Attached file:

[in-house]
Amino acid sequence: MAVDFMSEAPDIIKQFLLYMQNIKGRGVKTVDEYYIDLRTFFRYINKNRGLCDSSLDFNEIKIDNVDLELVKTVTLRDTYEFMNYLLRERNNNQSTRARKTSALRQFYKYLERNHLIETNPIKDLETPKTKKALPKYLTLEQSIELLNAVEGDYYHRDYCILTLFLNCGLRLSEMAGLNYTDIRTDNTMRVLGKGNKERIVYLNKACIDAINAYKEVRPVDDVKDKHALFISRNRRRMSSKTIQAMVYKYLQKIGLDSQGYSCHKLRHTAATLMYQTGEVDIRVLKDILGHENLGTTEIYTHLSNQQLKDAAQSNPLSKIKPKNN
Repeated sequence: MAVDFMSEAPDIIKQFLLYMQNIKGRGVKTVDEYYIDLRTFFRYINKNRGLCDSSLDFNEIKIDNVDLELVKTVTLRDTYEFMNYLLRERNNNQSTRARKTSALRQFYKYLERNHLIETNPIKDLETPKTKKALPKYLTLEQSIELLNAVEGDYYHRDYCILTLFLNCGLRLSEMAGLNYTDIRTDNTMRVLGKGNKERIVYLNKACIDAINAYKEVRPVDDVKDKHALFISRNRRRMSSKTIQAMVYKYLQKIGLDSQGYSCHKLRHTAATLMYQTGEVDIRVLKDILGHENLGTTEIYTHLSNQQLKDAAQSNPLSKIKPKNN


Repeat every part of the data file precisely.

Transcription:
[in-house]
Amino acid sequence: MAVDFMSEAPDIIKQFLLYMQNIKGRGVKTVDEYYIDLRTFFRYINKNRGLCDSSLDFNEIKIDNVDLELVKTVTLRDTYEFMNYLLRERNNNQSTRARKTSALRQFYKYLERNHLIETNPIKDLETPKTKKALPKYLTLEQSIELLNAVEGDYYHRDYCILTLFLNCGLRLSEMAGLNYTDIRTDNTMRVLGKGNKERIVYLNKACIDAINAYKEVRPVDDVKDKHALFISRNRRRMSSKTIQAMVYKYLQKIGLDSQGYSCHKLRHTAATLMYQTGEVDIRVLKDILGHENLGTTEIYTHLSNQQLKDAAQSNPLSKIKPKNN
Repeated sequence: MAVDFMSEAPDIIKQFLLYMQNIKGRGVKTVDEYYIDLRTFFRYINKNRGLCDSSLDFNEIKIDNVDLELVKTVTLRDTYEFMNYLLRERNNNQSTRARKTSALRQFYKYLERNHLIETNPIKDLETPKTKKALPKYLTLEQSIELLNAVEGDYYHRDYCILTLFLNCGLRLSEMAGLNYTDIRTDNTMRVLGKGNKERIVYLNKACIDAINAYKEVRPVDDVKDKHALFISRNRRRMSSKTIQAMVYKYLQKIGLDSQGYSCHKLRHTAATLMYQTGEVDIRVLKDILGHENLGTTEIYTHLSNQQLKDAAQSNPLSKIKPKNN